Hopefully in the future we will start to see an emphasis on realistic shows that follow the careers of skilled culinary artists. Until then, these programs will continue to be a mix of reality and fantasy.

An Educated Public

The upside of increased exposure for chefs and restaurateurs is that the public has also become more and more informed on many of the small details that can contribute to making and appreciating truly great food and wine.

We asked Barrovecchio whether she’s noticed this trend among restaurant patrons.   

“Customers are more educated than ever. Instead of asking what a souffle is made of, they are now interested in knowing which variety of chocolate you are using for a certain dish and where it comes from.”

We owe this new knowledge in part to media that has, in essence, made it cool to care about these things.

The shift has been so gradual that we may not have even really noticed it was happening. Instead, we have absorbed a new attitude almost by osmosis. By observing others who have a real passion for the ins and outs of fine taste, we have ourselves arrived at a greater appreciation for that taste.

And this increased knowledge only pushes culinary artists to maintain incredibly high standards in their work.

For Simplicity’s Sake

For Cuvillier, those high standards start at the very beginning of the process, with the specific ingredients being used. It’s essentially the equivalent of starting a construction project with the strongest possible foundation. Only with a strong foundation can the final product reach new heights.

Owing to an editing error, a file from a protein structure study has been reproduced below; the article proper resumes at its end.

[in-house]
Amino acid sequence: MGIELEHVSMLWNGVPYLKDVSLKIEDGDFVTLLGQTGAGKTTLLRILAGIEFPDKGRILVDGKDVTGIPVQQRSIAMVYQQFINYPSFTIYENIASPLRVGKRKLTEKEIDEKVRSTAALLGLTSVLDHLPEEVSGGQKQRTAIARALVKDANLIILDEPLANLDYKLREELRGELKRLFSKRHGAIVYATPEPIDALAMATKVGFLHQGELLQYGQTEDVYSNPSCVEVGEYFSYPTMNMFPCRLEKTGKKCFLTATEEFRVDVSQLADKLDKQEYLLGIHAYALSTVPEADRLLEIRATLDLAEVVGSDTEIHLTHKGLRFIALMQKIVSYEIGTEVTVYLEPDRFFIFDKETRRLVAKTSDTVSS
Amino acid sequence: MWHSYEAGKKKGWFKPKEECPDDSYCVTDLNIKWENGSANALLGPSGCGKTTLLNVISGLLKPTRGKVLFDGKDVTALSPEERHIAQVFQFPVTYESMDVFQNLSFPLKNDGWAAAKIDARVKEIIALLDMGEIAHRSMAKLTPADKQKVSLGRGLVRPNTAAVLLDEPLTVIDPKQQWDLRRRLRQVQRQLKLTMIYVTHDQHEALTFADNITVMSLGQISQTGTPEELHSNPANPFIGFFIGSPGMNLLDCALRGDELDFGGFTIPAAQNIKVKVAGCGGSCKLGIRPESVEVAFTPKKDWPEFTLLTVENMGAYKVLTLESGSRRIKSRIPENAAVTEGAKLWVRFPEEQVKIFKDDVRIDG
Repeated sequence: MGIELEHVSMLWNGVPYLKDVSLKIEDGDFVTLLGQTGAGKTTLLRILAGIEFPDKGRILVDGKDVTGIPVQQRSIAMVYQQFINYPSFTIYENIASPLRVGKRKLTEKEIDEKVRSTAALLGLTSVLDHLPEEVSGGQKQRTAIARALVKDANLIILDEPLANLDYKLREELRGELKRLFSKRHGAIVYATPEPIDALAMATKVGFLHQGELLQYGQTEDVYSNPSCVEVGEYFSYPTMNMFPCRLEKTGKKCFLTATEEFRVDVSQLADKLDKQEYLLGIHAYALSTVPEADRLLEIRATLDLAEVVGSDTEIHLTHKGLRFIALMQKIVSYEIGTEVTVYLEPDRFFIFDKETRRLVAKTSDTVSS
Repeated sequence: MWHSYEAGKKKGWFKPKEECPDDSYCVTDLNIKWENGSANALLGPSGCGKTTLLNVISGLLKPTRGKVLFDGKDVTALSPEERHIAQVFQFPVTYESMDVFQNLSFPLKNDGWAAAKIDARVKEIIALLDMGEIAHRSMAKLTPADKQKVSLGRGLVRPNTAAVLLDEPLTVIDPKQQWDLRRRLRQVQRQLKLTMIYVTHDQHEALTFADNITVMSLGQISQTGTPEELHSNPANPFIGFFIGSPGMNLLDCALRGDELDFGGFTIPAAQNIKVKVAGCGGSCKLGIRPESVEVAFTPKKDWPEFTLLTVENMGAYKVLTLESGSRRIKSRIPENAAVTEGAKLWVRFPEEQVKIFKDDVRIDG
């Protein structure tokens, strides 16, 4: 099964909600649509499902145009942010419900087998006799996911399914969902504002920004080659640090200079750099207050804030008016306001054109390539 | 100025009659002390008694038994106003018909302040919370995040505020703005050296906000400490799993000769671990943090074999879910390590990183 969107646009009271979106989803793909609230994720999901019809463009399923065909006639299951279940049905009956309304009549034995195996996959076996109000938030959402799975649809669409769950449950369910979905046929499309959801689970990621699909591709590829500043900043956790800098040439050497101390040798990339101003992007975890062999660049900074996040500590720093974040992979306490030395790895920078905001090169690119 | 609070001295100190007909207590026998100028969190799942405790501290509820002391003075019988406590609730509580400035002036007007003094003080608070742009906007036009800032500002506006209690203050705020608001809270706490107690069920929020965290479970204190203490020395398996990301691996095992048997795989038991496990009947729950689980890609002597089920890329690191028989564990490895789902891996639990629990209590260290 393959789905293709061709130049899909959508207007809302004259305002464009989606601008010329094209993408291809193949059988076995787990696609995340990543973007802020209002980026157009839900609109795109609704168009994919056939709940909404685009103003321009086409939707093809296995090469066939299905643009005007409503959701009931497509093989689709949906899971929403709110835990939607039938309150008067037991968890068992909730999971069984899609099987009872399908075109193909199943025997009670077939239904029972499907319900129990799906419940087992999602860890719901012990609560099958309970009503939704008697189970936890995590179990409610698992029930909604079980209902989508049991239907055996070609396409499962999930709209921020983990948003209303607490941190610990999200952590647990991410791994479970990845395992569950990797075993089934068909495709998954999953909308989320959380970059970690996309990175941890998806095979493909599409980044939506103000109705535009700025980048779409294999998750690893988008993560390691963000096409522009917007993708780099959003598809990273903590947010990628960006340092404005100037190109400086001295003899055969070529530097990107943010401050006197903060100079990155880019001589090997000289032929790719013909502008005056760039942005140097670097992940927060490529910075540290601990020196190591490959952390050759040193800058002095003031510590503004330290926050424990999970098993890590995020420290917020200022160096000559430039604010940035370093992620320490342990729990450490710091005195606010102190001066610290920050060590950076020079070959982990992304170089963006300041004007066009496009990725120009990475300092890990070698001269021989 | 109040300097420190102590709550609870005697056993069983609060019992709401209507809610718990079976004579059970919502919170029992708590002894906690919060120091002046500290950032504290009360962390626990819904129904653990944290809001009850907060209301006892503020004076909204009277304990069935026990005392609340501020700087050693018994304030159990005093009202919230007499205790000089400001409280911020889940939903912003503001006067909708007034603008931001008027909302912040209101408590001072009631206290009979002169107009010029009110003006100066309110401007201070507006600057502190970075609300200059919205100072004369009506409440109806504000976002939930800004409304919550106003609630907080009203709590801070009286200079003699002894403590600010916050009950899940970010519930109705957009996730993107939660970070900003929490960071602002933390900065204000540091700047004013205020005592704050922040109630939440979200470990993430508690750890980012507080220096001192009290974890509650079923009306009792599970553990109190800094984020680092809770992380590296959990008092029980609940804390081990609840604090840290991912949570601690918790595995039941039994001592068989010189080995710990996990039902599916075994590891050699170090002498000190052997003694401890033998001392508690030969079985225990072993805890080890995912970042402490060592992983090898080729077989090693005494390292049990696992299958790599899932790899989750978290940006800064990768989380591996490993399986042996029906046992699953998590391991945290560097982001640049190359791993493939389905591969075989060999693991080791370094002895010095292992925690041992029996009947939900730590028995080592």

“The best cuisine is often the most simple, but made with excellent products.”

Those exceptional ingredients make for exceptional food and drink. And thanks to the versatility of high-quality cuisine, Cuvillier doesn’t limit himself when it comes to culinary types and traditions, food genres, if you will.

“I do not necessarily prefer working with a certain culinary style as I think it is possible to match any kind of dish with a wine, as long as it is made from high-quality products.”

Just like laughter, joy, and affection, a successful dish or perfectly paired glass of wine has a universal effect, offering pleasure to anyone fortunate enough to find it.

What It’s Like to Be a Pro

So then what is it really like to be a culinary professional here in the 21st century? Like many other industries, the restaurant game is undergoing serious changes.

So-called “foodie” culture has made it cool to seek out new and interesting meals and creative flavor combos. And that ultimately translates to an increased demand for innovative restaurants.

Barrovecchio has seen that kind of frantic competition firsthand.   

“There is certainly more competition between restaurants, and this pushes chefs to always want to do more.”

Then there’s the participatory aspect. What started as an organic produce craze in the early 2000s has become a lasting desire to purchase compelling and uncommon ingredients.  

“Everything is now available and typically easily accessible, every single product you can think of. Today, having an on-site garden and growing your own ingredients is quite the trend among chefs and home cooks alike.”

The Secret Ingredient

In the light of that kind of accessibility, it’s more important than ever before for restaurants to show customers what they’re capable of.